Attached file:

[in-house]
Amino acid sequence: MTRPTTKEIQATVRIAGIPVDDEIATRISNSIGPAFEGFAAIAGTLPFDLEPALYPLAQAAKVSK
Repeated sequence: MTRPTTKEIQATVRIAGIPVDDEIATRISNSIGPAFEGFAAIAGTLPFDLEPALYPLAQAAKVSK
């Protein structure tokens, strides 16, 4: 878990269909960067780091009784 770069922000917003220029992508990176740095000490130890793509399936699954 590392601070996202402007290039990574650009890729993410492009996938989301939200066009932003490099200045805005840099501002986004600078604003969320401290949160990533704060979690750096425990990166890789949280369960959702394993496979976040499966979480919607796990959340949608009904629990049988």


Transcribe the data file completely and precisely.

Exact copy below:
[in-house]
Amino acid sequence: MTRPTTKEIQATVRIAGIPVDDEIATRISNSIGPAFEGFAAIAGTLPFDLEPALYPLAQAAKVSK
Repeated sequence: MTRPTTKEIQATVRIAGIPVDDEIATRISNSIGPAFEGFAAIAGTLPFDLEPALYPLAQAAKVSK
């Protein structure tokens, strides 16, 4: 878990269909960067780091009784 770069922000917003220029992508990176740095000490130890793509399936699954 590392601070996202402007290039990574650009890729993410492009996938989301939200066009932003490099200045805005840099501002986004600078604003969320401290949160990533704060979690750096425990990166890789949280369960959702394993496979976040499966979480919607796990959340949608009904629990049988």